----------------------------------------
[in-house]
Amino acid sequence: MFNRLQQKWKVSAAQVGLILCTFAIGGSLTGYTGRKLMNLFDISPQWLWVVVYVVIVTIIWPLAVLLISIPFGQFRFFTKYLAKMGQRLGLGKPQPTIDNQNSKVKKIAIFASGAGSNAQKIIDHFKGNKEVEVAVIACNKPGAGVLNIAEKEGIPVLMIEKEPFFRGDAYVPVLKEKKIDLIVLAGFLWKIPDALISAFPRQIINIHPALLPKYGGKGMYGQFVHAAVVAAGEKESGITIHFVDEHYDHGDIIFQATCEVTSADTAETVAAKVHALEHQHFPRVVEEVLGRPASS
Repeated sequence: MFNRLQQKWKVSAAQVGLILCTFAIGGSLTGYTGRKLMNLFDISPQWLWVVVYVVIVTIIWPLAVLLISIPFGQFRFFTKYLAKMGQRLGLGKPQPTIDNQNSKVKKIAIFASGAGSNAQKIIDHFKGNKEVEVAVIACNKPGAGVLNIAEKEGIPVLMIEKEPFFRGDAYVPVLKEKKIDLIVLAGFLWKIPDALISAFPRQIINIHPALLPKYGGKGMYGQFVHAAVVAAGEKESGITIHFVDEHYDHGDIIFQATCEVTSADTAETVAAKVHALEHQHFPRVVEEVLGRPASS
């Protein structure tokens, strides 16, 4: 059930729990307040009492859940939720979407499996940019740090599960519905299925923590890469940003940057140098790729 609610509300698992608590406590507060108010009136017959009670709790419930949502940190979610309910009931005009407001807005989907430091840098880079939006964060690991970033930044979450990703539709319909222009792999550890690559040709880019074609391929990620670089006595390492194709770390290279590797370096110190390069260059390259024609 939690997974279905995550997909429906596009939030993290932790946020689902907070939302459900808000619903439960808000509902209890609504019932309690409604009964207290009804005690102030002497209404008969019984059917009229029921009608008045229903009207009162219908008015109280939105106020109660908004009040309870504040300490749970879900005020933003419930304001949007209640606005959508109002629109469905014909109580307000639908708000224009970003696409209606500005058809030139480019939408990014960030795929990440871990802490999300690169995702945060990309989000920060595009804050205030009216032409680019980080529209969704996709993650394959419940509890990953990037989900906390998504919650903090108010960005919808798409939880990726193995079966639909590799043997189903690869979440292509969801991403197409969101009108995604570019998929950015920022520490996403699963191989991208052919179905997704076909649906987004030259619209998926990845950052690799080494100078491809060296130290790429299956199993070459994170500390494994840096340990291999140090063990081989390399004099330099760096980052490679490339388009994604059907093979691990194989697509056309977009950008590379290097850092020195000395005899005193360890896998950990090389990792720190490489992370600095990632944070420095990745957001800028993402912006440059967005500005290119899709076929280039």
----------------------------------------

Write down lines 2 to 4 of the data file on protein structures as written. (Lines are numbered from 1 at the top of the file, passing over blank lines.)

Amino acid sequence: MFNRLQQKWKVSAAQVGLILCTFAIGGSLTGYTGRKLMNLFDISPQWLWVVVYVVIVTIIWPLAVLLISIPFGQFRFFTKYLAKMGQRLGLGKPQPTIDNQNSKVKKIAIFASGAGSNAQKIIDHFKGNKEVEVAVIACNKPGAGVLNIAEKEGIPVLMIEKEPFFRGDAYVPVLKEKKIDLIVLAGFLWKIPDALISAFPRQIINIHPALLPKYGGKGMYGQFVHAAVVAAGEKESGITIHFVDEHYDHGDIIFQATCEVTSADTAETVAAKVHALEHQHFPRVVEEVLGRPASS
Repeated sequence: MFNRLQQKWKVSAAQVGLILCTFAIGGSLTGYTGRKLMNLFDISPQWLWVVVYVVIVTIIWPLAVLLISIPFGQFRFFTKYLAKMGQRLGLGKPQPTIDNQNSKVKKIAIFASGAGSNAQKIIDHFKGNKEVEVAVIACNKPGAGVLNIAEKEGIPVLMIEKEPFFRGDAYVPVLKEKKIDLIVLAGFLWKIPDALISAFPRQIINIHPALLPKYGGKGMYGQFVHAAVVAAGEKESGITIHFVDEHYDHGDIIFQATCEVTSADTAETVAAKVHALEHQHFPRVVEEVLGRPASS
């Protein structure tokens, strides 16, 4: 059930729990307040009492859940939720979407499996940019740090599960519905299925923590890469940003940057140098790729 609610509300698992608590406590507060108010009136017959009670709790419930949502940190979610309910009931005009407001807005989907430091840098880079939006964060690991970033930044979450990703539709319909222009792999550890690559040709880019074609391929990620670089006595390492194709770390290279590797370096110190390069260059390259024609 939690997974279905995550997909429906596009939030993290932790946020689902907070939302459900808000619903439960808000509902209890609504019932309690409604009964207290009804005690102030002497209404008969019984059917009229029921009608008045229903009207009162219908008015109280939105106020109660908004009040309870504040300490749970879900005020933003419930304001949007209640606005959508109002629109469905014909109580307000639908708000224009970003696409209606500005058809030139480019939408990014960030795929990440871990802490999300690169995702945060990309989000920060595009804050205030009216032409680019980080529209969704996709993650394959419940509890990953990037989900906390998504919650903090108010960005919808798409939880990726193995079966639909590799043997189903690869979440292509969801991403197409969101009108995604570019998929950015920022520490996403699963191989991208052919179905997704076909649906987004030259619209998926990845950052690799080494100078491809060296130290790429299956199993070459994170500390494994840096340990291999140090063990081989390399004099330099760096980052490679490339388009994604059907093979691990194989697509056309977009950008590379290097850092020195000395005899005193360890896998950990090389990792720190490489992370600095990632944070420095990745957001800028993402912006440059967005500005290119899709076929280039």